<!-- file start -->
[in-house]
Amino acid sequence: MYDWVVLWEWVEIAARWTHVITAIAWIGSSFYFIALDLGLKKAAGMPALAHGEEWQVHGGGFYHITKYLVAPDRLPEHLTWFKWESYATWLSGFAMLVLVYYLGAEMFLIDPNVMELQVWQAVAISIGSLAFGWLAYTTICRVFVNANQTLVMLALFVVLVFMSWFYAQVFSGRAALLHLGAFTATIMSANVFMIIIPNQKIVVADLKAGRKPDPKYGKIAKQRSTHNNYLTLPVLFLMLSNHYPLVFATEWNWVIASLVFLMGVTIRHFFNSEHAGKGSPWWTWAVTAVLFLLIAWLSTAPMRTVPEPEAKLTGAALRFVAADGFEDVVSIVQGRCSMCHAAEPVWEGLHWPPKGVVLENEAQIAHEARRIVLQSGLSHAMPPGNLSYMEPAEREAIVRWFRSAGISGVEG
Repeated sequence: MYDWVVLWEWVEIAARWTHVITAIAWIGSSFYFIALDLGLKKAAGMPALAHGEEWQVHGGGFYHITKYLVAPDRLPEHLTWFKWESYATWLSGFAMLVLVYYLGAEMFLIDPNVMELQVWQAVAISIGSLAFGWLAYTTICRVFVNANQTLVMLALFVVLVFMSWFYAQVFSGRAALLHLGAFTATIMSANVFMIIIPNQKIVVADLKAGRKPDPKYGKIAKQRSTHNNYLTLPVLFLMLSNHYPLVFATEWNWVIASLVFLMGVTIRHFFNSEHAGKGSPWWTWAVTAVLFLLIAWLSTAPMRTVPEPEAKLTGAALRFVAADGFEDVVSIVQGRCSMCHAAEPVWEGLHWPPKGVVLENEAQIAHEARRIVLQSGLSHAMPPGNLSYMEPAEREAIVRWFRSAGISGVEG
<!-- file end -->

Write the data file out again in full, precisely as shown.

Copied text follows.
[in-house]
Amino acid sequence: MYDWVVLWEWVEIAARWTHVITAIAWIGSSFYFIALDLGLKKAAGMPALAHGEEWQVHGGGFYHITKYLVAPDRLPEHLTWFKWESYATWLSGFAMLVLVYYLGAEMFLIDPNVMELQVWQAVAISIGSLAFGWLAYTTICRVFVNANQTLVMLALFVVLVFMSWFYAQVFSGRAALLHLGAFTATIMSANVFMIIIPNQKIVVADLKAGRKPDPKYGKIAKQRSTHNNYLTLPVLFLMLSNHYPLVFATEWNWVIASLVFLMGVTIRHFFNSEHAGKGSPWWTWAVTAVLFLLIAWLSTAPMRTVPEPEAKLTGAALRFVAADGFEDVVSIVQGRCSMCHAAEPVWEGLHWPPKGVVLENEAQIAHEARRIVLQSGLSHAMPPGNLSYMEPAEREAIVRWFRSAGISGVEG
Repeated sequence: MYDWVVLWEWVEIAARWTHVITAIAWIGSSFYFIALDLGLKKAAGMPALAHGEEWQVHGGGFYHITKYLVAPDRLPEHLTWFKWESYATWLSGFAMLVLVYYLGAEMFLIDPNVMELQVWQAVAISIGSLAFGWLAYTTICRVFVNANQTLVMLALFVVLVFMSWFYAQVFSGRAALLHLGAFTATIMSANVFMIIIPNQKIVVADLKAGRKPDPKYGKIAKQRSTHNNYLTLPVLFLMLSNHYPLVFATEWNWVIASLVFLMGVTIRHFFNSEHAGKGSPWWTWAVTAVLFLLIAWLSTAPMRTVPEPEAKLTGAALRFVAADGFEDVVSIVQGRCSMCHAAEPVWEGLHWPPKGVVLENEAQIAHEARRIVLQSGLSHAMPPGNLSYMEPAEREAIVRWFRSAGISGVEG